Touting new way of mining neuro targets, Takeda spinout draws $45M from GV, Bill Gates, Foresite
More than three years after Takeda spun out its top neuroscience team in Cambridge, UK into a transatlantic biotech, GV, Bill Gates and Foresite Capital are chipping in $45 million to power the discovery engine it was founded on.
Cerevance has moved one program — for Parkinson’s — into the clinic; the proceeds should fund others, including several designed to address neuroinflammation in Alzheimer’s disease. With an expected second close of the Series B that should roughly double their take, the biotech should have four more drugs in human trials before they need to raise another round, CEO Brad Margus said.
But perhaps more importantly, the syndicate is interested in finding more targets on Cerevance’s NETSseq platform. Pioneered by Nathaniel Heintz at the Rockefeller University, the technology profiles post-mortem human brain tissue samples, mapping out transcriptional and epigenetic properties of neurons and glial cells.
The company works with 14 brain banks around the world to assemble its brain tissue collection — which now stands at 7,000 samples in total, including healthy controls. A look at their existing samples could offer a hint on their next steps: Parkinson’s (with or without dementia), Alzheimer’s, Huntington’s, amyotrophic lateral sclerosis and essential tremor. Additional donor samples are planned for a range of CNS disorders from major depression to progressive supranuclear palsy, according to Cerevance’s website.
It goes one step further than the mouse-based work at Envoy, the last biotech founded by Heintz and Margus. Envoy was sold to Takeda in 2012, and from its pipeline Cerevance picked out a preclinical lead asset that it has since ushered into Phase II.
“Knowing that target, we [turned to] the Cerevance platform and looked at human tissue and confirmed that the target was really selectively expressed in this one cell type in the striatum in the brain that’s important for Parkinson’s,” Margus told Endpoints News.
Just what precise protein CVN424 acts on, Cerevance isn’t disclosing, except to emphasize that it is present in dopamine receptor D2-expressing medium spiny neurons — meaning the compound modulates the inhibitory D2-dependent indirect pathway but not the excitatory D1-dependent direct pathway.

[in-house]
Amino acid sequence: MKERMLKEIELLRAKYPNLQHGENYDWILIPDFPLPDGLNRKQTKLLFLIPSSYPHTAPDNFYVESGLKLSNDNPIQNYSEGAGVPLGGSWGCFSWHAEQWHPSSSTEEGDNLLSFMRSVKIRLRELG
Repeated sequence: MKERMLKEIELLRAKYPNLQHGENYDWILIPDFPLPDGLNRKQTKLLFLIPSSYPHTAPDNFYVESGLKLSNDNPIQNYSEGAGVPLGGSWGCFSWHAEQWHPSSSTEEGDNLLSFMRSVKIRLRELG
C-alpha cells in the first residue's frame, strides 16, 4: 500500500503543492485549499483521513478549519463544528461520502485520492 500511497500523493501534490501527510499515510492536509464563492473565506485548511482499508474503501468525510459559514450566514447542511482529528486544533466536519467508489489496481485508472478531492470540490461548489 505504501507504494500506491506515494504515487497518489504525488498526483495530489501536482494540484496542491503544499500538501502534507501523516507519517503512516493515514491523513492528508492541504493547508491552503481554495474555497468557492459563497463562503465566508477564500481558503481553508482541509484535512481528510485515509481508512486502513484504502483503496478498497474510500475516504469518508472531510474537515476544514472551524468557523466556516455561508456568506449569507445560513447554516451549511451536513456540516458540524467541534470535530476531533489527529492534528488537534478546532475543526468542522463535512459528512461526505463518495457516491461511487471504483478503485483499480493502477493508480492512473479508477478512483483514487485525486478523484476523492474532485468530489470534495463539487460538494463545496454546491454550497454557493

Similarly, its other (very early) Parkinson’s and Alzheimer’s candidates hit targets selectively expressed on a particular cell type.
“The platform is really playing out where we had hoped,” Margus said. “It’s revealing targets that changed in disease or that are selectively expressed in diseased cell types.”
All but one of its six preclinical programs should address a target that’s present in the overall patient population — and not a subset identified by a biomarker. In neurodegenerative diseases, he added, certain cell types appear more vulnerable than others: With Alzheimer’s, for instance, the hippocampus and the memory cortex lose cells much earlier in the disease.
While Cerevance has only small molecule discovery expertise internally, it’s open to partnering for targets where antibodies, antisense oligonucleotides or even protein degraders would make more sense. The same goes for disease areas the 34-person team doesn’t have the time or energy for — including one PhI drug that they licensed from Takeda.
“We absolutely are about finding great targets, not about limiting to one modality,” Margus said.
Takeda is both a partner and an investor, having signed on for a research alliance applying the tech in gastrointestinal disorders (a project overseen by Mark Carlton, a veteran of the Japanese pharma and now Cerevance’s CSO). It returned for the Series B alongside Lightstone Ventures and the Dementia Discovery Fund.
“A few months ago we thought we were gonna have to not be able to do anything in China and do everything in the US or UK,” he said. “Now it’s the other way around, where we’re pushing more of our work to China.”